The position of the third baseman
A third baseman, abbreviated 3B, is the player in the sport of baseball whose responsibility is to defend the area nearest to third base, the third of four bases a baserunner must touch in a counterclockwise succession in order to score a run. In the numbering system used to record defensive plays, the third baseman is assigned the number 5.
The third baseman requires good reflexes in reacting to batted balls, as they are often the closest infielder (roughly 90-120 feet) to the batter. They also need a strong arm, since they have the farthest to throw to first base after fielding ground balls, and sometimes must throw quickly to second base in time to start a double play. The third baseman must also field fly balls in fair and foul territory.
Third base is known as the "Hot Corner", since most right-handed hitters will tend to hit the ball hard in this direction. In this situation, the third baseman needs fine eyes-glove coordination and quick reactions in order to catch hard line drives. And third basemen often must begin in a position even closer to the batter if a bunt is expected, creating a hazard if the ball is instead hit sharply. As with middle infielders, right-handed players are standard at the position because they do not need to turn their body before throwing across the infield to first base. Some third basemen have been converted from middle infielders or outfielders since the position does not require them to run as fast.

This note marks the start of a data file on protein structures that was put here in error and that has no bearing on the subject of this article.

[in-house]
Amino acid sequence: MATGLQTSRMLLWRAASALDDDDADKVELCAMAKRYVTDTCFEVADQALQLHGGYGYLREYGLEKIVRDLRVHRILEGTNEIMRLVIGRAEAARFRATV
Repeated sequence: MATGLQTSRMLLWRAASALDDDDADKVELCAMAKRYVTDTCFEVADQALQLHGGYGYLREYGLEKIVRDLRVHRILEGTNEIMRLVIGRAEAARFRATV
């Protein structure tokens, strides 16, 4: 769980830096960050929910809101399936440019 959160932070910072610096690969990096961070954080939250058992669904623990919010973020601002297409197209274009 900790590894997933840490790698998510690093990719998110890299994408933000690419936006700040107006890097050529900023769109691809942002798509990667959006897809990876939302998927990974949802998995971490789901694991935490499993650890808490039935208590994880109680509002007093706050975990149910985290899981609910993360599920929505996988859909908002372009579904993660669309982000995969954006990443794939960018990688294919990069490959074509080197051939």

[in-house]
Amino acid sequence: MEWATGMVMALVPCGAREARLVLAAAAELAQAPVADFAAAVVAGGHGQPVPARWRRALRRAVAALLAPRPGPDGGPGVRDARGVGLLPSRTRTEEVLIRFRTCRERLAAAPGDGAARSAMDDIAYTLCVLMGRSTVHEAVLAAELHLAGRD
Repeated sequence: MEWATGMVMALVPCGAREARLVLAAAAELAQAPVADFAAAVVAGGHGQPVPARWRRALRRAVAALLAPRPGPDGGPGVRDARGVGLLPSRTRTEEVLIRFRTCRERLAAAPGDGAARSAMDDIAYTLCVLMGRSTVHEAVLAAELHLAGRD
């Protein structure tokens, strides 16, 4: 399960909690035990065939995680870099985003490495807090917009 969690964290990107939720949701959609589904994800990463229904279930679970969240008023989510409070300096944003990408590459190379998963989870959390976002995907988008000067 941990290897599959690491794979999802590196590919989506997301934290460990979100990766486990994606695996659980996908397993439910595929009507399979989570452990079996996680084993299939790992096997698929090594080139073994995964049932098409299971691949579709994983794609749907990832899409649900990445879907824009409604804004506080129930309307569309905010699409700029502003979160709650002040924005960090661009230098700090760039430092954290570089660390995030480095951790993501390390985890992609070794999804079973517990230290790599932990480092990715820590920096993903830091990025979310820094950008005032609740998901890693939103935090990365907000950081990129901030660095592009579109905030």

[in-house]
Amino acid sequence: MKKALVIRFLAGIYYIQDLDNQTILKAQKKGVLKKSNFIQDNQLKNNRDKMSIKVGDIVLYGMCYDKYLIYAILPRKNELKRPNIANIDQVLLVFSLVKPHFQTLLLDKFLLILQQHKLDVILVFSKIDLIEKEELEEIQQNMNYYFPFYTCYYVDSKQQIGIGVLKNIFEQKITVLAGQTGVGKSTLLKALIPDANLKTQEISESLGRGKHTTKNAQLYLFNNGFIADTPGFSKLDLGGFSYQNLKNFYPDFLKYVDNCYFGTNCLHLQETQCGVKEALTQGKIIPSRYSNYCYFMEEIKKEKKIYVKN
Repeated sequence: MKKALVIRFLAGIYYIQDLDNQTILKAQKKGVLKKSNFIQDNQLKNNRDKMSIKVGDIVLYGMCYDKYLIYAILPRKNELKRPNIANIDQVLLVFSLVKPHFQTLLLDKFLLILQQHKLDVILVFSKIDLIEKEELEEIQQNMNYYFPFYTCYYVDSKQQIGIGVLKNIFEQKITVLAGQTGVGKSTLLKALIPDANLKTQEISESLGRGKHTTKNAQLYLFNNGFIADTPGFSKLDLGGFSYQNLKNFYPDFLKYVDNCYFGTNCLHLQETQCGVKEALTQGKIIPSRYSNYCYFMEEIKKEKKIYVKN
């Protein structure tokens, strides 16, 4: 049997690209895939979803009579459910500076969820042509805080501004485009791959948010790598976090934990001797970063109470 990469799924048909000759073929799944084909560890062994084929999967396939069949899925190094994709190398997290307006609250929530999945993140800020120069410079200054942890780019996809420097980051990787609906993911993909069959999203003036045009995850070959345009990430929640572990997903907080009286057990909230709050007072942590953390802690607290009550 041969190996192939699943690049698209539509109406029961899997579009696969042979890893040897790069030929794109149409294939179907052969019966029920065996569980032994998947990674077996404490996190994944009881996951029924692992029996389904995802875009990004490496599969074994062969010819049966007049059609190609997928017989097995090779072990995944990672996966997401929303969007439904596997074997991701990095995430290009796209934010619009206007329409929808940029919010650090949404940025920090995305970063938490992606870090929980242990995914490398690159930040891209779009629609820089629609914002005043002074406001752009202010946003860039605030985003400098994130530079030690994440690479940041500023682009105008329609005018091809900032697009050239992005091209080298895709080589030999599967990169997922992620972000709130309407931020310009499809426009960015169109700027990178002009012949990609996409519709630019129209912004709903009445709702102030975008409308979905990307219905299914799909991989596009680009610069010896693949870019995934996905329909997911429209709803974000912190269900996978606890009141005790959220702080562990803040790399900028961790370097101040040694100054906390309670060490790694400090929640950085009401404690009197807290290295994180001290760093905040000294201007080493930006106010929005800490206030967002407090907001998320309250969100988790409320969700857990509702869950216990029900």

Expectations of how well a third baseman should be able to hit have varied a great deal over time; in the early years of the sport, these expectations were similar to those for shortstops, the third baseman being merely the less skilled defensive player. Players who could hit with more ability often were not suited for third base, either because they were left-handed or because they were not mobile enough for the position. However, the beginning of the live-ball era in the 1920s created a greater demand for more offense, and third basemen have since been expected to hit either for a high average (.290 or better) or with moderate to substantial power.
With the notable exception of John McGraw, surprisingly few third basemen have gone on to have successful managing careers, with Jimmy Dykes and Negro Leaguer Dave Malarcher being perhaps the next most prominent managers who began their careers at third base.
Significant third basemen
Other notable stars